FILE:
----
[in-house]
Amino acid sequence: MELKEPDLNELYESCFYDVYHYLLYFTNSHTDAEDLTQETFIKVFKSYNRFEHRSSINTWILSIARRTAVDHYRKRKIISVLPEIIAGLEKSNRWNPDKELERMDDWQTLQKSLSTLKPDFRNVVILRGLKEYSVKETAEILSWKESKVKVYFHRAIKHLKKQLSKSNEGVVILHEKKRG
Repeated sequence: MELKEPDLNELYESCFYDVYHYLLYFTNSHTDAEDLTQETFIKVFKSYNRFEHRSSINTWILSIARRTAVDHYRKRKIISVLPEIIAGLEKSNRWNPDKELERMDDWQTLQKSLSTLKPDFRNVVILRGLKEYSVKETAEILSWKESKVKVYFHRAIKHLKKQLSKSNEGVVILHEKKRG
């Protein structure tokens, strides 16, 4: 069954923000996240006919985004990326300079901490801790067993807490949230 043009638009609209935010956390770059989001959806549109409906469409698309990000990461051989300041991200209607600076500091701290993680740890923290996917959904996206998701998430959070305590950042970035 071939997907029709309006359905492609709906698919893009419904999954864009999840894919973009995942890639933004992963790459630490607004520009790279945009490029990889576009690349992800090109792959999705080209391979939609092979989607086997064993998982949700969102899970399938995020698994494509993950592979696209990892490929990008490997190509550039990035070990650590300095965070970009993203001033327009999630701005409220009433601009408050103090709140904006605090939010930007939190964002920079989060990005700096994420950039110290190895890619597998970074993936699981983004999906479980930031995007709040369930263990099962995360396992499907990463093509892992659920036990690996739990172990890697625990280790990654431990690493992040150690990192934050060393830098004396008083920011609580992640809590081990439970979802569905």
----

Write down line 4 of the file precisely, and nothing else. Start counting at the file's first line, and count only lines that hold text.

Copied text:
């Protein structure tokens, strides 16, 4: 069954923000996240006919985004990326300079901490801790067993807490949230 043009638009609209935010956390770059989001959806549109409906469409698309990000990461051989300041991200209607600076500091701290993680740890923290996917959904996206998701998430959070305590950042970035 071939997907029709309006359905492609709906698919893009419904999954864009999840894919973009995942890639933004992963790459630490607004520009790279945009490029990889576009690349992800090109792959999705080209391979939609092979989607086997064993998982949700969102899970399938995020698994494509993950592979696209990892490929990008490997190509550039990035070990650590300095965070970009993203001033327009999630701005409220009433601009408050103090709140904006605090939010930007939190964002920079989060990005700096994420950039110290190895890619597998970074993936699981983004999906479980930031995007709040369930263990099962995360396992499907990463093509892992659920036990690996739990172990890697625990280790990654431990690493992040150690990192934050060393830098004396008083920011609580992640809590081990439970979802569905």